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17 June, 2019 00:00 00 AM

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Overweight kids are at risk for high blood pressure

Overweight kids are at risk for high 
blood pressure

Overweight preschoolers have twice the odds of developing high blood pressure by age 6, putting them at risk of heart attack and stroke later in life. And those odds begin building as early as age 4, a new study reports.

"The myth that excess weight in children has no consequences hampers the prevention and control of this health problem," said study author Dr. Inaki Galan, from Carlos III Health Institute in Madrid, Spain.

"Parents need to be more physically active with young children and provide a healthy diet," Galan added. "Women should shed extra pounds before becoming pregnant, avoid gaining excess weight during pregnancy, and quit smoking, as these are all established risk factors for childhood obesity."

For the study, Galan and his team looked at the weight and blood pressure of nearly 1,800 4-year-olds. The children were tested again at age 6.

Compared with kids who maintained a healthy weight throughout the study, those who were obese had nearly triple the risk of developing high blood pressure between ages of 4 and 6.  Kids who lost weight did not have the increased risk, the study found.

"There is a chain of risk, whereby overweight and obesity lead to high blood pressure, which heightens the chance of cardiovascular disease if allowed to track into adulthood," Galan said in a journal news release. "But the results show that children who return to a normal weight also regain a healthy blood pressure."

Kids who don't drink water take in nearly 100 more calories from sugary drinks every day than those who do, according to a recent Penn State study.

About one-fifth of children fall into the no-water group.

But a multi-year experiment in the New York City public schools involving more than 1 million students found that installing water dispensers in school can change that. Having dispensers increases the amount of water the kids drink, decreases purchases of sugary chocolate milk and the number of sodas and juices brought to school, and helps prevent excess weight in both boys and girls.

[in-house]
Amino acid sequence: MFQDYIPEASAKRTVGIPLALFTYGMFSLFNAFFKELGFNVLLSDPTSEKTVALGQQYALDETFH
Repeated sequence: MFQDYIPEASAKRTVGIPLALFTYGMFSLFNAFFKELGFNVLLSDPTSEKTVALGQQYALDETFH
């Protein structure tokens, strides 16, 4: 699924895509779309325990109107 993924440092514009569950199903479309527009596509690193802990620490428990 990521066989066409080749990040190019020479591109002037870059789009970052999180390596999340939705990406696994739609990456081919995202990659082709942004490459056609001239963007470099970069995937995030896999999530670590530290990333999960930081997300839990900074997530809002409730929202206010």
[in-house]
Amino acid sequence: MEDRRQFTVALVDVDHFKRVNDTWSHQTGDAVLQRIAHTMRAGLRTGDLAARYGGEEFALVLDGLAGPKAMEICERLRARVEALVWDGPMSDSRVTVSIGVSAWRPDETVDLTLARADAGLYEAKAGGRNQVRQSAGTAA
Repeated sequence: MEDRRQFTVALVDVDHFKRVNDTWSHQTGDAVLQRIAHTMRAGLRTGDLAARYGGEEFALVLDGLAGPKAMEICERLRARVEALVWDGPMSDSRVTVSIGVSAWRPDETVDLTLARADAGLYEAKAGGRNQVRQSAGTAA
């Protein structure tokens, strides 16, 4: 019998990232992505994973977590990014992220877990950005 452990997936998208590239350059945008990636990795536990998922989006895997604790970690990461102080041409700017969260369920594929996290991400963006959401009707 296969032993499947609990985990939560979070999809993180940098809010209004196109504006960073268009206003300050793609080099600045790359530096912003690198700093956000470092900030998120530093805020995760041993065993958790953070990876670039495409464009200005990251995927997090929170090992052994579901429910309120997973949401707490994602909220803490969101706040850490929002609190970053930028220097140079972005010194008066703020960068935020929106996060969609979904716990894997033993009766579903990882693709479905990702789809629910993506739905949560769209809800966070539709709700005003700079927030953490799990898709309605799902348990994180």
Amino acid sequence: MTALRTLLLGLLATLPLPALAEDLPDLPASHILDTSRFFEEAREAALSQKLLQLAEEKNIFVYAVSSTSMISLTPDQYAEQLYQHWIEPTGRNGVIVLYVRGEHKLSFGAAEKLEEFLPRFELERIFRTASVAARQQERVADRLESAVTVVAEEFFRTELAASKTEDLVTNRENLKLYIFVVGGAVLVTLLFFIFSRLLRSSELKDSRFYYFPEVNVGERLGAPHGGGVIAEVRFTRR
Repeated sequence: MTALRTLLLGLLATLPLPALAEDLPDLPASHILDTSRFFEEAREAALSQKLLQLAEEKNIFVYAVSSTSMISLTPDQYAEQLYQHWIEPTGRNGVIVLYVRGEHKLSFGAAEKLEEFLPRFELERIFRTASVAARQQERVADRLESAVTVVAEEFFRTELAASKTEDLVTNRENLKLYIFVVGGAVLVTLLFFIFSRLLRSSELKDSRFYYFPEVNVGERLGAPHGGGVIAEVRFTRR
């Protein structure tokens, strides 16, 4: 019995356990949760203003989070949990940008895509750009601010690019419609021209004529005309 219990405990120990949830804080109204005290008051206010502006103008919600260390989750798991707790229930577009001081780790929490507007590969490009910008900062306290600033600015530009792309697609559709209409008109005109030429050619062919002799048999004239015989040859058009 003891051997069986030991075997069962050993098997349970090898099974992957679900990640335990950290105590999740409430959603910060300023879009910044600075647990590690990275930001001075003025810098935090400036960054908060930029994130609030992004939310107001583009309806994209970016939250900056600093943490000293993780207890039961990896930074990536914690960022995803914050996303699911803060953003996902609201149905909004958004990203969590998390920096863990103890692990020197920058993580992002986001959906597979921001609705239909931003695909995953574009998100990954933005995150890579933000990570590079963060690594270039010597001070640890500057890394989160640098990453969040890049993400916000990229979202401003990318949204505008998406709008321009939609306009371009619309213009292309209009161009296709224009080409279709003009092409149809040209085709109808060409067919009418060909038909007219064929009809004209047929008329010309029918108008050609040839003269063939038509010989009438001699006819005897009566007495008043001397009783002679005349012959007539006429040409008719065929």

But it's not enough to simply tell kids to give up soda and other sugary drinks and have water instead. It needs to be easier for kids to make this choice. Parents can follow these steps from Children's Hospital Colorado to encourage kids to choose water.

Make drinking water more fun by adding frozen berries or grapes to a clear reusable water bottle designed for small hands. Freeze small bottles of water to pack in their afterschool sports bag. The water will thaw during the day, yet still be cold and refreshing when they reach for it.

Let your kids keep the deposit money when you recycle store-bought bottled water containers. When eating out, choose water as the beverage -- you'll not only save calories, but you'll also save money. Finally, set the right example by drinking water yourself.    

 HealthDay

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Editor : M. Shamsur Rahman

Published by the Editor on behalf of Independent Publications Limited at Media Printers, 446/H, Tejgaon I/A, Dhaka-1215.
Editorial, News & Commercial Offices : Beximco Media Complex, 149-150 Tejgaon I/A, Dhaka-1208, Bangladesh. GPO Box No. 934, Dhaka-1000.

Editor : M. Shamsur Rahman
Published by the Editor on behalf of Independent Publications Limited at Media Printers, 446/H, Tejgaon I/A, Dhaka-1215.
Editorial, News & Commercial Offices : Beximco Media Complex, 149-150 Tejgaon I/A, Dhaka-1208, Bangladesh. GPO Box No. 934, Dhaka-1000.

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